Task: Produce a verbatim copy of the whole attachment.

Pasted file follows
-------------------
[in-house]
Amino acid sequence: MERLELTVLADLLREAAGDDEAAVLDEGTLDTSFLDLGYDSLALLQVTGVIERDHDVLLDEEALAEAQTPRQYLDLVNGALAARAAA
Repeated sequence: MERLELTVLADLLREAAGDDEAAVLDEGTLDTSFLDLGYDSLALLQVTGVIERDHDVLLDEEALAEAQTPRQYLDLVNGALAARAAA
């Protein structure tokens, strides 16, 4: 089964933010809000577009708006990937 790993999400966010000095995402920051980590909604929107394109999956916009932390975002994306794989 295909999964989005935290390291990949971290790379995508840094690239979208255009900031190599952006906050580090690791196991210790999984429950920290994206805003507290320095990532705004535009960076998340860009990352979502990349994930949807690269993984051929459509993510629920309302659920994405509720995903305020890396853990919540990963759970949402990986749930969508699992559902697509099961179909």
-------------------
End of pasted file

[in-house]
Amino acid sequence: MERLELTVLADLLREAAGDDEAAVLDEGTLDTSFLDLGYDSLALLQVTGVIERDHDVLLDEEALAEAQTPRQYLDLVNGALAARAAA
Repeated sequence: MERLELTVLADLLREAAGDDEAAVLDEGTLDTSFLDLGYDSLALLQVTGVIERDHDVLLDEEALAEAQTPRQYLDLVNGALAARAAA
């Protein structure tokens, strides 16, 4: 089964933010809000577009708006990937 790993999400966010000095995402920051980590909604929107394109999956916009932390975002994306794989 295909999964989005935290390291990949971290790379995508840094690239979208255009900031190599952006906050580090690791196991210790999984429950920290994206805003507290320095990532705004535009960076998340860009990352979502990349994930949807690269993984051929459509993510629920309302659920994405509720995903305020890396853990919540990963759970949402990986749930969508699992559902697509099961179909």